Five Questions with Annie McDermott about “Dead Girls”

To mark the release of Dead Girls by Selva Almada (Charco Press), we asked translator Annie McDermott a few questions. Enjoy!

How did you come to Dead Girls?

Annie McDermott: In fact, Dead Girls came to me. Chris Andrews, who translated—brilliantly—Selva’s first novel, The Wind that Lays Waste, was too busy to take it on, so Carolina from Charco Press asked me to do it. She gave me a copy of the original after we met up in London one evening, and I remember reading the opening pages on the tube on my way home, among the discarded McDonald’s packaging and dozing office-workers, and getting shivers down my spine because it was so extraordinary.

Why should people read this book?

AM: Because it puts gender violence under the microscope and shows you what it’s made of—all the ugly component parts, wriggling around on the slide in full view. Nothing in this book is abstract: it’s all real, it’s all there on display, which is what makes reading it such a visceral and unforgettable experience.

What did you learn in the process of translating this book?

AM: In a way, I felt like I was translating for the very first time when I began work on Dead Girls. The stakes seemed so high—these were real women, real stories, real lives and deaths. Because of that, the accuracy of the translation seemed more crucial than ever, and my early drafts were quite wooden because I was clinging so tightly to the original. But as I carried on working, I learnt all over again that translating involves being faithful to so many things at once, like the rhythm and tone and emotional weight of each sentence, and that to achieve this you sometimes have to loosen your grip on the original.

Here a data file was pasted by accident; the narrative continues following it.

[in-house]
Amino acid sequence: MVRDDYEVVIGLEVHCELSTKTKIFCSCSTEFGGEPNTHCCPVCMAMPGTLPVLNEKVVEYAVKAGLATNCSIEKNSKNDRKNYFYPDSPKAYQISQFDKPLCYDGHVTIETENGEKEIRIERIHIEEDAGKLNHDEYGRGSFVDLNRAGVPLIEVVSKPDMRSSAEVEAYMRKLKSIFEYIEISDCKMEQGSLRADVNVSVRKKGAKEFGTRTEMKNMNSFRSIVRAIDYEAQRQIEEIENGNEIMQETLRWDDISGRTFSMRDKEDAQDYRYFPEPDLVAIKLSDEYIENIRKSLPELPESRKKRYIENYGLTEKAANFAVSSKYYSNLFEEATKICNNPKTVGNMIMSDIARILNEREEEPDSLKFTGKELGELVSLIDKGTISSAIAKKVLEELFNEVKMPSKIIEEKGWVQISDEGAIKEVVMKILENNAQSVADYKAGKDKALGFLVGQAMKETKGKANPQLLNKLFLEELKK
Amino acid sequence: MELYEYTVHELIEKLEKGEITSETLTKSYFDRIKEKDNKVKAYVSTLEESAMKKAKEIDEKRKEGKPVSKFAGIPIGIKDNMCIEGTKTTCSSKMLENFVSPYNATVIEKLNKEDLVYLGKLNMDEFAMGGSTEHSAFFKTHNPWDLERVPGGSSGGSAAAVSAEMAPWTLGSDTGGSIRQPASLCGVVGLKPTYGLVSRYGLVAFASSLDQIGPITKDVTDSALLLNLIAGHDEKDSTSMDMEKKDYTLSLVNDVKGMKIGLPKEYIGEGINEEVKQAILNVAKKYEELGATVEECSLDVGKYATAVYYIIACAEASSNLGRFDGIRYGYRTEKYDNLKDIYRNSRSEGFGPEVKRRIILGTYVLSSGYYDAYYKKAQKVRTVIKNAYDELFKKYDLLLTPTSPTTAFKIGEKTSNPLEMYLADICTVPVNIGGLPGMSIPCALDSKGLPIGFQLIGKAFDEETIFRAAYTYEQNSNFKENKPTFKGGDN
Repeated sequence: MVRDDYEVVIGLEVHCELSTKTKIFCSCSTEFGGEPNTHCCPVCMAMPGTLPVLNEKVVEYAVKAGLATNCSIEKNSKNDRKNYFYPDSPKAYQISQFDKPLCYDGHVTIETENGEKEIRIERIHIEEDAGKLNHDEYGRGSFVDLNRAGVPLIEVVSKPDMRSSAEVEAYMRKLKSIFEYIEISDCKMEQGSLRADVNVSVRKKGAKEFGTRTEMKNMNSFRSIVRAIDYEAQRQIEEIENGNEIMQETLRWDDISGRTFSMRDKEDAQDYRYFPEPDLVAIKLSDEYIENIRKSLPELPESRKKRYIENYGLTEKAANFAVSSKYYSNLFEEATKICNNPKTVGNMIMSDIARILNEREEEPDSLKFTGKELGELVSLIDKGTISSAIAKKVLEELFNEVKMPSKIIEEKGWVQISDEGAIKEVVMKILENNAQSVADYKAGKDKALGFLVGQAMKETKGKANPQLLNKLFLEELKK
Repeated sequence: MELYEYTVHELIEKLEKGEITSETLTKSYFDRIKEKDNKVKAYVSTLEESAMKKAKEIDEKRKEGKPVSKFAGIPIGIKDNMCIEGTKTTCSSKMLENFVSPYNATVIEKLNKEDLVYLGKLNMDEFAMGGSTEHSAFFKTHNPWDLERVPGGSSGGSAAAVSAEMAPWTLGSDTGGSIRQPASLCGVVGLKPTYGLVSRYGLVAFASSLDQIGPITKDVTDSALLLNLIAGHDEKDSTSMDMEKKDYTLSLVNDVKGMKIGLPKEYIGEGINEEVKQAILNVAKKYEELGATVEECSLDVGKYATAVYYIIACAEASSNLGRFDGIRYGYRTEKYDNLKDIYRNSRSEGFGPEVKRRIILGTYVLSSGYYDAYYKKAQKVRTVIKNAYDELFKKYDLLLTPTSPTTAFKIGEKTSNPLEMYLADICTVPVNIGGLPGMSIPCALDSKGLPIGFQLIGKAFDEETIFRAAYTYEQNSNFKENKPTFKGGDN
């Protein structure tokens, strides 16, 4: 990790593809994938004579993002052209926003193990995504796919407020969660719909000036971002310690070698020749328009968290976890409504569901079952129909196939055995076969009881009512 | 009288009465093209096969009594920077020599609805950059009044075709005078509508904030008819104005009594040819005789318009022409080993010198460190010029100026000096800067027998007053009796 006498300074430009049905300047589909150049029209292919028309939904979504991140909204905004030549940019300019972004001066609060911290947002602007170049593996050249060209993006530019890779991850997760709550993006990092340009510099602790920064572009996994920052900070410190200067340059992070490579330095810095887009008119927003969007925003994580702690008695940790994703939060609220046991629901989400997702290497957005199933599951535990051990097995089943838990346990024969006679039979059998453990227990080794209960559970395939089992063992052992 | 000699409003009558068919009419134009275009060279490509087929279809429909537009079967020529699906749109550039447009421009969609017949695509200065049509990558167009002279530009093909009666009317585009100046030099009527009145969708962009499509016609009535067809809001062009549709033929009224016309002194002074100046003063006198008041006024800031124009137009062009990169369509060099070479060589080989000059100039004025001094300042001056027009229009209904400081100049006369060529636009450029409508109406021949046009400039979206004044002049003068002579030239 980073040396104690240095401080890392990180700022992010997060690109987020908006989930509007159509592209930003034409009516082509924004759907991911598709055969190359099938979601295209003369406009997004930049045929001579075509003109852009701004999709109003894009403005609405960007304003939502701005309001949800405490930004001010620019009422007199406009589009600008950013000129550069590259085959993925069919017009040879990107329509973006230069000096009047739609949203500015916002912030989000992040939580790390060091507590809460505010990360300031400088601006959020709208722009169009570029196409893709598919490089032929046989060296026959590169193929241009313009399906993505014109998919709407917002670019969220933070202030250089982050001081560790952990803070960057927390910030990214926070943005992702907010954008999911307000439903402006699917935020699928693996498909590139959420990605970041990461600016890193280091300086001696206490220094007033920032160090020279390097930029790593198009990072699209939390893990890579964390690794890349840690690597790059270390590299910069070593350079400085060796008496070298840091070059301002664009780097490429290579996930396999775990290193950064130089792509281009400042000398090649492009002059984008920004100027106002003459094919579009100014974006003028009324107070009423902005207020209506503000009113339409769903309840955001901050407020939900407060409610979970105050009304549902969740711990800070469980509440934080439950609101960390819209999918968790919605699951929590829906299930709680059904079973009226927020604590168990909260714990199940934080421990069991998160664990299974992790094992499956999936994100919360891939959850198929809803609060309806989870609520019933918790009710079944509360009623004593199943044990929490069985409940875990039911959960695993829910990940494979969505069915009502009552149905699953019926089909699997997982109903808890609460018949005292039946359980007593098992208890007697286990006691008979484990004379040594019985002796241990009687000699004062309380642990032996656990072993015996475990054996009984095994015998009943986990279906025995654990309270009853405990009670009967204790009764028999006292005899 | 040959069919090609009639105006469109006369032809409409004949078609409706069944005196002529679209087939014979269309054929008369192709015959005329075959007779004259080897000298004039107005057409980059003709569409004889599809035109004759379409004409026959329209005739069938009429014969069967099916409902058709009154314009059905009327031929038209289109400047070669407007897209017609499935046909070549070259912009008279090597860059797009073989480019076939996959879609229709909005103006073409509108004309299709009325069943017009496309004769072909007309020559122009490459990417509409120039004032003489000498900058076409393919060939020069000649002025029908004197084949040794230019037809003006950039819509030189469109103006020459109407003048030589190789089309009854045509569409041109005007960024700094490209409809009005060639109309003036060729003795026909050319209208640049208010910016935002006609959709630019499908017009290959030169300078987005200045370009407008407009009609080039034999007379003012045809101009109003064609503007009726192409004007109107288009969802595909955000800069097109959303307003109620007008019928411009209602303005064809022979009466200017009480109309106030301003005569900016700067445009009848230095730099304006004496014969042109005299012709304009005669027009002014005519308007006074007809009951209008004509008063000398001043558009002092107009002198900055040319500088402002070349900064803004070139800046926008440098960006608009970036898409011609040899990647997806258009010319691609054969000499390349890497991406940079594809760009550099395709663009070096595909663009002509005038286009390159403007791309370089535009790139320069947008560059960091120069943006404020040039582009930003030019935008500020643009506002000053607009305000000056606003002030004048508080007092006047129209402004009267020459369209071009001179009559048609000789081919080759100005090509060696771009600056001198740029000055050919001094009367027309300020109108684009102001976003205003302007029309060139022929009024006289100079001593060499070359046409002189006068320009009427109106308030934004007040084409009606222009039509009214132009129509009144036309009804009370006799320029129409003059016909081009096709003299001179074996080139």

What specific elements of style/structure/voice were the most challenging/rewarding about this project?

AM: The sparseness of the prose was a great challenge and, by the end, a great thrill—learning from Selva how much you can do with very few words, as long as they’re the right ones and in the right places.

If someone loved Dead Girls, what would you recommend they read next?

AM: I edited this book, so I’m biased, but I’d say this even if I hadn’t: Slash and Burn, by the Salvadoran writer Claudia Hernández, translated by the inimitable Julia Sanches and published last month by And Other Stories. Set in an unnamed Central American country, it tells the story of several generations of women struggling to get on with their lives in the wake of a civil war. Like Dead Girls, it goes beyond the headlines and statistics to explore everyday reality for individual women in a corrupt, patriarchal and unequal society. Both books are preoccupied with historical memory and seem to be presenting themselves as a kind of alternative account, with a different focus and on a different scale, and telling a different kind of truth.

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